Fortunately or unfortunately, depending where each filmmaker stands, the story is of utter importance and the quality of the media used to tell it is not a far second concern but an equally important one.

What to do
While some filmmakers prefer to care about the character or interviewee leaving them in half-light and un-miked, others may adjust that corner light obsessively forgetting that an incredible moment is just passing by unrecorded. As often it’s the case, the solution is not in the extremes but in a healthy middle path.

In practical terms turning off the fan that creates background noise takes one minute and cost nothing. Dimming that same sound in post, if doable at all, can take several hours and the fee of the person doing such task. So why not make a checklist for image and sound with minimum requirements. Room tone, anybody?

As per helping the technophobes bridge the gap, why not a chat with some postproduction people to learn the basics of what can be done just in case? Preparation is key on both sides of the myths.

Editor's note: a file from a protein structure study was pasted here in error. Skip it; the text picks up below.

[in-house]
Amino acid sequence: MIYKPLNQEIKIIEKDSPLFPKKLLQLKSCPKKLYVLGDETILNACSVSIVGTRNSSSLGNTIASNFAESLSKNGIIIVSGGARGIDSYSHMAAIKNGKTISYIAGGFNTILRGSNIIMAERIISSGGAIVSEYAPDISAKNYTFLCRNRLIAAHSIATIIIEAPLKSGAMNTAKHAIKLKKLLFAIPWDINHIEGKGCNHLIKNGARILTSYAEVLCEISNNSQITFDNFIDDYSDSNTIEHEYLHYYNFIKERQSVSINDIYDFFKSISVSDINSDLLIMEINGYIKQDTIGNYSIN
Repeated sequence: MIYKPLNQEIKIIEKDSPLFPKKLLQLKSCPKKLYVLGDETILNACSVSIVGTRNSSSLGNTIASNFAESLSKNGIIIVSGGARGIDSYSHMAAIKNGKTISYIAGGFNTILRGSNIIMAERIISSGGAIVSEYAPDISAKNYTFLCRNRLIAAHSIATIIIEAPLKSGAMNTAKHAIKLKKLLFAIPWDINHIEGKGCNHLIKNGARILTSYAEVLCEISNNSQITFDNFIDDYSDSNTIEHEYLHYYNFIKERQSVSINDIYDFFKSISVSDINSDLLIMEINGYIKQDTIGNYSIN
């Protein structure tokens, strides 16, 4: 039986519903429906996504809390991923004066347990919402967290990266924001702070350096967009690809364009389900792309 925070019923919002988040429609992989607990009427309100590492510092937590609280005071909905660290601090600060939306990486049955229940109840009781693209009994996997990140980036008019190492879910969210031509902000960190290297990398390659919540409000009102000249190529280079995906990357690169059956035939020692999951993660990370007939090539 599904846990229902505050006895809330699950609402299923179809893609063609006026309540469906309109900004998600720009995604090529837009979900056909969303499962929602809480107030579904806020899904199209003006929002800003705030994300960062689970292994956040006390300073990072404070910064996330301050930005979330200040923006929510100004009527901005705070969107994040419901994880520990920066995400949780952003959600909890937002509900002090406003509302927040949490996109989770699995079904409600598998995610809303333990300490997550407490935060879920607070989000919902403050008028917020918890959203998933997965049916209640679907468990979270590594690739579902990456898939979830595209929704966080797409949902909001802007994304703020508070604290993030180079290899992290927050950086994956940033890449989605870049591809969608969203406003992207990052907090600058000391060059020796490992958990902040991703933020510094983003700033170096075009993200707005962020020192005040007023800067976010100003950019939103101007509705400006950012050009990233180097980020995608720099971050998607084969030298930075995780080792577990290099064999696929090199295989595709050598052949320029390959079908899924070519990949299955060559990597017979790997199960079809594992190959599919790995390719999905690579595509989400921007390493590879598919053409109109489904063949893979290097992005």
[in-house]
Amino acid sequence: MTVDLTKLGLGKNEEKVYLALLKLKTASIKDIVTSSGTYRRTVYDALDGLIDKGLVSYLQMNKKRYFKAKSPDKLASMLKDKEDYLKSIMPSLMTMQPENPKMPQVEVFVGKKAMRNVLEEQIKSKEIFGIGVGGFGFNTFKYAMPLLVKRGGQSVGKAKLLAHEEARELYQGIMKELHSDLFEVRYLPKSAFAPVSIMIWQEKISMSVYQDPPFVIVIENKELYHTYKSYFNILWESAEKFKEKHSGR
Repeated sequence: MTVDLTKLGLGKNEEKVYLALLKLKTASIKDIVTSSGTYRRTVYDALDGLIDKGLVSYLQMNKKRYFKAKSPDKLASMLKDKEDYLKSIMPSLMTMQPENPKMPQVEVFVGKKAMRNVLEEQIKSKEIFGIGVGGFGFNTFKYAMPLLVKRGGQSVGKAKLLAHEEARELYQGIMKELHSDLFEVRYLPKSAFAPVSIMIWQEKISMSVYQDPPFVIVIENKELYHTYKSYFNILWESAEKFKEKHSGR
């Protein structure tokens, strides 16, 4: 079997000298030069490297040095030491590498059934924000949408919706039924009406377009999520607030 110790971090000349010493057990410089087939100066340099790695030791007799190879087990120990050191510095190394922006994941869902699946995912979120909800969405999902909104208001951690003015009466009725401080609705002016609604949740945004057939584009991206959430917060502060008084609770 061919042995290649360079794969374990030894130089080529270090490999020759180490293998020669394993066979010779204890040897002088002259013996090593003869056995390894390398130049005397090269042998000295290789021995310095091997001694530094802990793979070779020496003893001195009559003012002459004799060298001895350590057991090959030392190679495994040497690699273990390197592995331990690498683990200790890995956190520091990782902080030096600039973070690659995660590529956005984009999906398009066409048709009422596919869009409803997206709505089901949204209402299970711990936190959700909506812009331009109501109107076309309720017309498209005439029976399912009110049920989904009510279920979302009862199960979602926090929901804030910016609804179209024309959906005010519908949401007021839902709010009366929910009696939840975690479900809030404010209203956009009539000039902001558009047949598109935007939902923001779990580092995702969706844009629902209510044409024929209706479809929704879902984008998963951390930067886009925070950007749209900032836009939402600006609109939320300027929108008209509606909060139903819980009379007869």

The ultimate task of the storyteller is to… well, tell a story. In documentaries, the events unfolds uncontrolled by the filmmakers, capturing them is their most important task. Doing it well is part of the job. Imagine Van Gogh not caring about the tone of yellow he’s is using? Would it be a Van Gogh even if they’re still sunflowers?

Postproduction magic is a safety net not the destination. And a safety net is a welcoming place for both geeks and technophobes.

To think further
In a calendar where there are as many holidays as release dates for software, may filmmakers choose to put the tools at the service of their story and may they upgrade their post toys as often as they question the stories they’re telling.

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Story Strategies • Debunking the Myths of Storytelling
Myth #6: “No worries about light or sound, we fix it in post”. Or “All it matters is the story!” Which one is it?

Article by Fernanda Rossi | edited by Marcia Scott | photo by James Carman
published by Documentary Educational Resources

Fernanda Rossi, 2006-2010. All rights reserved. This article can be reprinted in its entirety for educational purposes only, as long as no charges of any kind are made. Partial reproductions or modifications to the original format are strictly prohibited.